From the historical high of $24.05 in June, the prices finally found support at the historical low of $7.10 reached on October 29 th, 2017.In the interim we have seen the stock bounce well above the $7.10 level. This is encouraging for the ability to regain previous highs, if they can solve the current issues that instigated the sell-off in the shares.

November-December 2017 Events:

On November 8th, they announced the third quarter results with the following being the key data points.

Revenues increased 8.4% compared to third quarter 2016 to $306.3 million Normalized same-facility revenues increased 2.9% compared to third quarter 2016 Net loss before income taxes was $19.2 million compared to income before income taxes of $12.6 million in the third quarter 2016 Normalized Adjusted EBITDA was $43.1 million, compared to $44.7 million in the third quarter 2016 Diluted EPS of $(0.66) per share compared to $(0.05) per share in the third quarter 201 6 Full Year 2017 Projections @ 2 nd Q and then 3rd Q:

SRGY: 2017 Full Year Projections

2nd Q


$1.18 Billion to $1.20 Billion


$174.0 Million to $181.0 Million

3rd Q


$1.34 Billion to $1.36 Billion


$178 Million to $185 Million

With the NSH deal closing on August 31st, the 4th Q and full-year results are now based on this new revenue stream. Another factor that needs consideration is the impact the hurricanes had on several facilities in Florida and the Gulf Coast, all the way to Corpus Christi, Texas. Those facilities impacted ranged from just a few days up to several weeks for them being closed for patient services. With the 4th Q results now completed there should be no external factors, such as hurricanes, impacting the revenues and resulting overall growth for the corporation.

The Reality Factors:

SGRY had disappointing 2nd and 3rd Quarter results in 2017. Part of this appears to be related to operational issues in combining the Symbion operations and what appears to be a sizable negative impact in the optical services segment of the corporation. The normalization impact of the hurricanes and the non-recurring adjustments to revenue on the same-facility basis was $23.6 million in revenues and 2,828 cases for both the three and nine months ended September, 2017.



September 1 to September 30,

July 1 to August 31,

Three Months Ended September 30,










Patient service revenues:

Private insurance











































Total patient service revenues













Other service revenues:

Optical service revenues







Other revenues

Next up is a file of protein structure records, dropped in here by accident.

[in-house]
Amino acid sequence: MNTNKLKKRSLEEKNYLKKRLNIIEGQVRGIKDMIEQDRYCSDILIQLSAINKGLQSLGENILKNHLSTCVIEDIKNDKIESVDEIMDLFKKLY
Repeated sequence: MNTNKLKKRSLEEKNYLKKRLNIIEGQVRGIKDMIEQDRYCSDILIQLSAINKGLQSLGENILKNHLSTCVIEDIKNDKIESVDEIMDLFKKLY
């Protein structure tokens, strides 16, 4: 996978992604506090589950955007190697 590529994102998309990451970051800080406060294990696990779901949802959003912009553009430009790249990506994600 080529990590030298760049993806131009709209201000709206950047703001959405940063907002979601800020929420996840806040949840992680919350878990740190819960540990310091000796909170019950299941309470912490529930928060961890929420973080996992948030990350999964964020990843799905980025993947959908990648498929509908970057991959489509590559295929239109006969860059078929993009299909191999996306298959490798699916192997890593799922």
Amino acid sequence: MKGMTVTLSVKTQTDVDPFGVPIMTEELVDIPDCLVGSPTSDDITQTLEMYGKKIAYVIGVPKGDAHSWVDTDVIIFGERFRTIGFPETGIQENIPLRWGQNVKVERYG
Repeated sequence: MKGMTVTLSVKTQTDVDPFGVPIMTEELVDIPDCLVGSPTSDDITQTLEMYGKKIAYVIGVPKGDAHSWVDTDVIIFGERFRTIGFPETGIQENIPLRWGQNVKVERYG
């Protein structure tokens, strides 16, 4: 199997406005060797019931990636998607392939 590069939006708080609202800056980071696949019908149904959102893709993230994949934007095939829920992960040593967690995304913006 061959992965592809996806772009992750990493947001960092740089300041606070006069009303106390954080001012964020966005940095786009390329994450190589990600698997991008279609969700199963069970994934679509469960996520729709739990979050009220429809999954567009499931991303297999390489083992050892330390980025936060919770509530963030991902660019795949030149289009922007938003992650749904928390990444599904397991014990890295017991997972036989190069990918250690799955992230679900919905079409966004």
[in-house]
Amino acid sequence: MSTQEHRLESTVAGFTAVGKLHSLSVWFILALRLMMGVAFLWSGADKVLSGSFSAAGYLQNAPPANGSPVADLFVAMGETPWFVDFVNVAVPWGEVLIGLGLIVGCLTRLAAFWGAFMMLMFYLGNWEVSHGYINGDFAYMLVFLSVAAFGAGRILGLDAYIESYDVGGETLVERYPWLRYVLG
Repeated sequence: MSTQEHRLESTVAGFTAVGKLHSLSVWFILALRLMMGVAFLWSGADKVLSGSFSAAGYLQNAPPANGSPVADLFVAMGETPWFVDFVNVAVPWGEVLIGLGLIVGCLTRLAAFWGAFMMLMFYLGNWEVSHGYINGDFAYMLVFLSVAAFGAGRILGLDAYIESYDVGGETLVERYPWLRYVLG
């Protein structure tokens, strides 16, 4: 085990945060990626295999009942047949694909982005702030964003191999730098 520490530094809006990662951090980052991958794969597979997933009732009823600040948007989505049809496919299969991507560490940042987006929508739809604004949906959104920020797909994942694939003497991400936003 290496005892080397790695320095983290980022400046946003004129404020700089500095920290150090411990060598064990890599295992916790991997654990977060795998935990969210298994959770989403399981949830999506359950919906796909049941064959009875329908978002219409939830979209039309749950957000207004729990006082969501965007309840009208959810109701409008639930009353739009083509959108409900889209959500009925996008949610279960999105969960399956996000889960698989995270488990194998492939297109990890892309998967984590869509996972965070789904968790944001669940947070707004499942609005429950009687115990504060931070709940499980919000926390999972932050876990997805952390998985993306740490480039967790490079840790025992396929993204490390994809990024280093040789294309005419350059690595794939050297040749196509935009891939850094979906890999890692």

Total net revenues







The one area that jumps out for me is the drop in the predecessor optical service revenue results from the all-inclusive results for the 3rd Q, 2017 to the 3rd Q, 2016 results. The other item of interest is the ‘other revenues’ data. The $1.534 million number for September vs. the $1.246 million number indicates that the NSH deal brings a new revenue source that is separate from the predecessor offerings.

My take away, is the optical service segments isn’t a major, nor a growing segment of the SRGY operation. Dispensing of actual glasses or contact lens to patients is now being impacted by new dispensing companies that can deliver prescription components with a mail-order delivery – and huge discounts from the related dispensers directly tied to the prescribing doctors.

It appears NSH was not involved in related optical services, rather they concentrate on the orthopedic segment of healthcare. In my opinion this is the real growth driver for the ambulatory surgical centers. There is no issue with the aging population eye care needs is major medical need, however, does the potential generate enough revenue to support its operational cost for the likes of Surgery Partners? The only benefit that would change this issue for me, is if having the optical services is merely a loss leader to generate future orthopedic patients. Without this benefit, what is the reason for why Surgery Partners divert resources and management talent for a stagnated market revenue source?

The final issue is the growing long-term liabilities for the corporation. If not well managed and the necessary revenues to support the expense being achieved, investors should closely monitor this issue. At this point there is no concern on my part, however, the recent two quarterly results must be turned around. SRGY finished the 3rd Q with nearly $200 million in cash on hand, and a revolving credit balance of $75 million. Liquidity shouldn’t be a near term issue, in my opinion.

2018 Events: